Tim Garden: Terror unlimited

After Madrid we're in shock. But we are more resilient than our leaders think
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The Independent Online

Are we in the first stages of a new century of terrorism? The analysts argue over whether ETA or al-Qa'ida are the perpetrators of the killings in Madrid on Thursday. Yet both of these two very different terror groups could have carried out the attacks. We live in a time when terror attacks may come from militant Islam, secessionist fighters, animal rights advocates, lunatic cults, anti-abortionists or drug dealing criminals. In the age of global news, terror is communicated far beyond the scene of a bombing.

The 20th century was the age of mass killing by governments. Two world wars, the holocaust, genocide, ethnic cleansing and totalitarian regimes brought premature violent deaths on a vast scale. It could have been worse. A nuclear war between the West and the Soviet Union would have added countless millions to the body count.

With the end of the Cold War, we hoped for a better world. Democracies displaced dictatorships. Occupied countries in Europe were free again. Wars were fought for humanitarian reasons. We could look forward to a civilised world where trade and economic interdependence made conflicts between countries unthinkable and unnecessary.

Over the past century terrorism has become a primary security concern. It has been used by states as a way of waging war by other means, or to keep their citizens in order. Groups have used terror to further a political agenda. Some were successful, and eventually moved into government, as in China, South Africa and Israel.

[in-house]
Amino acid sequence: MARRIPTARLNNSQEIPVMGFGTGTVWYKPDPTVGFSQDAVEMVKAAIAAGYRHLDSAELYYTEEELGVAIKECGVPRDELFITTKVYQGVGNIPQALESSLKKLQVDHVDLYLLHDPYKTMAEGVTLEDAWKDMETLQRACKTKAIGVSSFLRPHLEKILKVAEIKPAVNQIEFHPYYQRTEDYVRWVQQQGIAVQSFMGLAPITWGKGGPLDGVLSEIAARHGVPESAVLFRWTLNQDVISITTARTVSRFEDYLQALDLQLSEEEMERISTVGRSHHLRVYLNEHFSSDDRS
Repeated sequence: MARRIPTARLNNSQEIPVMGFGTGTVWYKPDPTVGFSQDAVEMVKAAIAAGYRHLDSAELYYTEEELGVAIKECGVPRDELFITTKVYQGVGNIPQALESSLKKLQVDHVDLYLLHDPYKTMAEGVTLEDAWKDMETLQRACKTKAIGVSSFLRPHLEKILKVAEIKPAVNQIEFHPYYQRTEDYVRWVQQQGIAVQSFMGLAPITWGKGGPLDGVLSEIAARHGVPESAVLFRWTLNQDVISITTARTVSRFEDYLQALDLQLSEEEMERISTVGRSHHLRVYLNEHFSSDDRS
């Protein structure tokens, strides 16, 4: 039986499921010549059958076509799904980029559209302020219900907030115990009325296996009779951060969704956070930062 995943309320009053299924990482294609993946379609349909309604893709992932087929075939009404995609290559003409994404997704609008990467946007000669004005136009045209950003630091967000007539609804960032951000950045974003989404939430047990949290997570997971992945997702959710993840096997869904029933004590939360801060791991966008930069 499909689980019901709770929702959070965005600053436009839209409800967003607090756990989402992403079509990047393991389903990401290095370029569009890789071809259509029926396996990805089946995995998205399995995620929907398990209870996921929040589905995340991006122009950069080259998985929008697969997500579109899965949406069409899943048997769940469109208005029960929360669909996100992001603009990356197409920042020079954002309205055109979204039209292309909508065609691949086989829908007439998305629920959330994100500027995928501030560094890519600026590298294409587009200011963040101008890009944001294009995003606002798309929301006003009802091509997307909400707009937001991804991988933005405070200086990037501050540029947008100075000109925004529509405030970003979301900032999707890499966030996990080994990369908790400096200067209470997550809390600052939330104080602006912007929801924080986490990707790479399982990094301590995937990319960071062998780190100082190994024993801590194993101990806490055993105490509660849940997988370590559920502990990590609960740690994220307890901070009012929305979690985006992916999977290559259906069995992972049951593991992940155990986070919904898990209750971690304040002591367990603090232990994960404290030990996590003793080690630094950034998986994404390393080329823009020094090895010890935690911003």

The success of these terror movements depended on being eventually able to mobilise much wider support for their cause, and this constrained their tactics. Atrocities generated publicity for their cause, made governments look ineffectual, and triggered repressive measures on the population. This was designed to increase dissent against colonial or authoritarian governments. However, if the terror groups caused too much suffering with large numbers of deaths, they risked losing the support of the wider population. The scale of terrorism tended therefore to be limited. The Marxist Basque secessionist movement, Euzkadi Ta Askatasuna (ETA), has in the past conformed to this traditional model of restricted aims.

In 1995 the comfortable assumption that terrorism could remain limited was dealt a fatal blow. Aum Shinrikyo Aleph, a Japanese religious cult, released Sarin nerve agent in the Tokyo underground, killing 12 people and injuring a further 6,000. A more effective dispersal system for the gas might have caused deaths in the thousands. Even so, a fanatical Japanese end of the world cult seemed to be an aberration without much wider significance. We believed that a closer watch on the lunatic religious fringe by intelligence agencies should be able to handle the threat. And then came 11 September.

The development of al-Qa'ida and its associated terror groups is now much more widely understood. In the Cold War, the West supported groups prepared to take on the Soviet occupiers in Afghanistan. Those guerrilla fighters were motivated by their own version of Islam rather than a love of the West. Once the Soviet Union left Afghanistan and the West lost interest, Osama bin Laden had a ready source of trained and motivated recruits. Militant Islam has a long history, yet the training bases in Afghanistan, which were funded by bin Laden, have produced a new phenomenon: large numbers of disciplined extremists with technical training in modern killing methods.